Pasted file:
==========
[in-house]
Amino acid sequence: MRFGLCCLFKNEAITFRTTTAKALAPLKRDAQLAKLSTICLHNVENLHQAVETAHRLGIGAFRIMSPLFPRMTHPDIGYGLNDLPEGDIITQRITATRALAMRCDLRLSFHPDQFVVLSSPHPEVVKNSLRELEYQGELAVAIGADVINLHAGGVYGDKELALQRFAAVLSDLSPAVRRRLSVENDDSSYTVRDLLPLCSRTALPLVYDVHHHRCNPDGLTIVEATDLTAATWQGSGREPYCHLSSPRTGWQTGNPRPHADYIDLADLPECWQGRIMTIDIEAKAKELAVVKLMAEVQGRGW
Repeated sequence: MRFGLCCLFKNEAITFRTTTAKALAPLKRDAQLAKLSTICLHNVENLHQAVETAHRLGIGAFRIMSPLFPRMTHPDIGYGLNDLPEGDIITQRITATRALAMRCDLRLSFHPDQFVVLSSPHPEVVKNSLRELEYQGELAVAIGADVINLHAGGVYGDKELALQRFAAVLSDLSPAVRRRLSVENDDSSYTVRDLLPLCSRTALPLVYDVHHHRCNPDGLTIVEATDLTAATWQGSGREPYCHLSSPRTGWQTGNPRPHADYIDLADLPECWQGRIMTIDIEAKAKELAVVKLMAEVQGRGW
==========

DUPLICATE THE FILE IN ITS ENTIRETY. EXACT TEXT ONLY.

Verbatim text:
[in-house]
Amino acid sequence: MRFGLCCLFKNEAITFRTTTAKALAPLKRDAQLAKLSTICLHNVENLHQAVETAHRLGIGAFRIMSPLFPRMTHPDIGYGLNDLPEGDIITQRITATRALAMRCDLRLSFHPDQFVVLSSPHPEVVKNSLRELEYQGELAVAIGADVINLHAGGVYGDKELALQRFAAVLSDLSPAVRRRLSVENDDSSYTVRDLLPLCSRTALPLVYDVHHHRCNPDGLTIVEATDLTAATWQGSGREPYCHLSSPRTGWQTGNPRPHADYIDLADLPECWQGRIMTIDIEAKAKELAVVKLMAEVQGRGW
Repeated sequence: MRFGLCCLFKNEAITFRTTTAKALAPLKRDAQLAKLSTICLHNVENLHQAVETAHRLGIGAFRIMSPLFPRMTHPDIGYGLNDLPEGDIITQRITATRALAMRCDLRLSFHPDQFVVLSSPHPEVVKNSLRELEYQGELAVAIGADVINLHAGGVYGDKELALQRFAAVLSDLSPAVRRRLSVENDDSSYTVRDLLPLCSRTALPLVYDVHHHRCNPDGLTIVEATDLTAATWQGSGREPYCHLSSPRTGWQTGNPRPHADYIDLADLPECWQGRIMTIDIEAKAKELAVVKLMAEVQGRGW